If anybody is band of the moment it has to be Fontaines D.C. The hype for this group of Dublin post-punk-ers has been building and building over the last few months, and with the release of their debut album Dogrel yesterday that is likely to amplify. And deservedly so, in my book.
Fontaines D.C. are not for the feint-hearted. There music is a full-on assault – clattering drums, punching bass and take-no-prisoners guitars, topped with the full-on Irish brogue of lead man Grian Chatten. That voice is truly Grian’s own – it’s not going to win any competitions, but in the context of this band it is just what is needed. Drawing on Ireland’s long literary heritage, this is serious music that doesn’t shirk from the gritty reality of life as it is now – as one of their other songs taunts, “Is it too real for ya?”.
But for all their reputation as pummelling, aggressive noiseniks, Dogrel show’s there is more to the band than that. Roy’s Tune is a case in point – a poignant reflection on how the behaviour of giant corporations can impact on the lives of ordinary people. Guitarist and writer of the song, Conor Curley, had this to say about the song:
It’s sung to Ireland – from a mindset of frustration, depression, and a loss of innocence… A couple years back the EU awarded Ireland €14 billion in back taxes from Apple, but the government here refuses to do anything with the money out of fear Apple will move their headquarters. They care more about a giant corporation than the people of our country, and all we can do is sit there and take it. We wanted this to be a moment of reflection on the album. We included this song with the purpose of showing our intent as a band and as songwriters. We intend to explore whatever emotions or ideas we see, not just make ‘another post-punk album’.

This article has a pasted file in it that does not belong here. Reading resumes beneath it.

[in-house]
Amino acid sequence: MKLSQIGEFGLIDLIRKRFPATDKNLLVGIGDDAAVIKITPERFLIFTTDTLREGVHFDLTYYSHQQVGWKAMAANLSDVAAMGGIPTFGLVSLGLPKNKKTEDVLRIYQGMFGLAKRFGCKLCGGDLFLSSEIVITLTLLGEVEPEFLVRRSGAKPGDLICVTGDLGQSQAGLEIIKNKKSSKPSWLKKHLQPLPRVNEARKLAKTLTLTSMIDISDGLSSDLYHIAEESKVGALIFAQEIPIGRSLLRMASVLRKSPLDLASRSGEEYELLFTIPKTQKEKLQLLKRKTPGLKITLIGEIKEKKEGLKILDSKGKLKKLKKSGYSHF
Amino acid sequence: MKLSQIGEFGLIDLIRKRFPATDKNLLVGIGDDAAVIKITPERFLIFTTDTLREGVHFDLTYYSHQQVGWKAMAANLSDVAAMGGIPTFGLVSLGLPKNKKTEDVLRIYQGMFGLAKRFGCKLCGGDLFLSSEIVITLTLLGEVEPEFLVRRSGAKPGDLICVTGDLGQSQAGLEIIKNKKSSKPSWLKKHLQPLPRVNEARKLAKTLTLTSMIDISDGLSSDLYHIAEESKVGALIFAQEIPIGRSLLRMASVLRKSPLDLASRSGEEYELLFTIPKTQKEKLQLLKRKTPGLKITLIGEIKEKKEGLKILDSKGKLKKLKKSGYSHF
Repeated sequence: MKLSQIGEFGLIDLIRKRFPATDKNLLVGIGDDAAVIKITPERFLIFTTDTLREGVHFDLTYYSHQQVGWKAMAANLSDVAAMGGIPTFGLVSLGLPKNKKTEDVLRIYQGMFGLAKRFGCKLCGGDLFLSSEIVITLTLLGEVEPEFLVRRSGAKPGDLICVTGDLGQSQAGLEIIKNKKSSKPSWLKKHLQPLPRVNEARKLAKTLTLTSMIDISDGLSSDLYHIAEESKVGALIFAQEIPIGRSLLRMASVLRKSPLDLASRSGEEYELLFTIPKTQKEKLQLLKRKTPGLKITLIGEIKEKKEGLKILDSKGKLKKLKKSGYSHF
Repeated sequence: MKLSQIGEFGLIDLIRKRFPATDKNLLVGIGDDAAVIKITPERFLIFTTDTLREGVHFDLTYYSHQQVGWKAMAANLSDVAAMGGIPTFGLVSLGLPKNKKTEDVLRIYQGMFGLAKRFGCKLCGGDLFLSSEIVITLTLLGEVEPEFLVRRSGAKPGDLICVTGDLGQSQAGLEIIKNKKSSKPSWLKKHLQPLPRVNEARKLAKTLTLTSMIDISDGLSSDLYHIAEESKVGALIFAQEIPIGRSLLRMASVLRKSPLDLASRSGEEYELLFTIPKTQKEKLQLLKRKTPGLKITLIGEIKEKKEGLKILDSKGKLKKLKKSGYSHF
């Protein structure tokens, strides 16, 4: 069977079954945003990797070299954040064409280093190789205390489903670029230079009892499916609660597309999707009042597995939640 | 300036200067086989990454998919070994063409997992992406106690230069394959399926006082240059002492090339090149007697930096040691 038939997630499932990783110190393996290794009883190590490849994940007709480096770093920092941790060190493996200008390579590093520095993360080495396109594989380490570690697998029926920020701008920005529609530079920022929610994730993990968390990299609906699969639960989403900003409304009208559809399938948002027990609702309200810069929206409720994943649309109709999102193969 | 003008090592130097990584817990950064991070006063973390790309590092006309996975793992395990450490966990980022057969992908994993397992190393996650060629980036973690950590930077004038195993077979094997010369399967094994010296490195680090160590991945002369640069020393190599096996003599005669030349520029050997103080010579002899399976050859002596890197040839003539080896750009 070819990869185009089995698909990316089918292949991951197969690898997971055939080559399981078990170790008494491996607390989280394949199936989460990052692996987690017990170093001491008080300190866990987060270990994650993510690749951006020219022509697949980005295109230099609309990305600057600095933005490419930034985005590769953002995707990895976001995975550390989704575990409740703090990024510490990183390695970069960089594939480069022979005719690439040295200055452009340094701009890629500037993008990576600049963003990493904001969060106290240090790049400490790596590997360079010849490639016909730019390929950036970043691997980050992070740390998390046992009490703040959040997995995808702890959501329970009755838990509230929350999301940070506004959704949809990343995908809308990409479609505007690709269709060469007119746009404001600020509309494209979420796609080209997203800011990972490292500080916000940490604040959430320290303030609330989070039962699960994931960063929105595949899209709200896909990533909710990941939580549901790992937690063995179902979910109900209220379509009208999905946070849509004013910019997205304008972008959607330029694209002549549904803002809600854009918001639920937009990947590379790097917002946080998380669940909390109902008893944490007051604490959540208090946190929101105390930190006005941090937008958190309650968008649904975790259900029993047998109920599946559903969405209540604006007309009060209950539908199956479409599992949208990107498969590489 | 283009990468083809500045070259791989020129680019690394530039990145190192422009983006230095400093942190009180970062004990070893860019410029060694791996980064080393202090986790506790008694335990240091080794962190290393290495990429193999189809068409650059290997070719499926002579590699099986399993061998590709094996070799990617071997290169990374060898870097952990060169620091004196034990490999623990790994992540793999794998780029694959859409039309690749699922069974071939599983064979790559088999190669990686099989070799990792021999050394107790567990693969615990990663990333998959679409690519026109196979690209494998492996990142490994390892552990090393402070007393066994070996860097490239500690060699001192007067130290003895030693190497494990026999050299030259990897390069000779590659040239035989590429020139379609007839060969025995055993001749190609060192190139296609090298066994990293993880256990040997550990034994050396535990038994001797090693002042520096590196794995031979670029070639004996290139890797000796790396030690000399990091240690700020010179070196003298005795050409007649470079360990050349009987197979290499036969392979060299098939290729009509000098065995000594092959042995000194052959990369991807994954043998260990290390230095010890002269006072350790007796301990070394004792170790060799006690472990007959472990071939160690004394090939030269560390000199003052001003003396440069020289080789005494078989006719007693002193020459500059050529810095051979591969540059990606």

Oh, and do watch the video (below). It’s great, and really enhances the song.
As with many of the band’s songs, their is simplicity at the heart. The song is – at surface level – very basic, really only two chords. But there is a power and focus at the heart of the song that gives it its strength. Essentially it’s the same pattern repeated throughout the song, so once you get that (spelled out in the intro in the song sheet) you’ll have it. I’ve included two versions – one in the original key, and one transposed down to make it easier to play (removing those horrible E’s and B’s!). This is a song that deserves to be sung. Enjoy!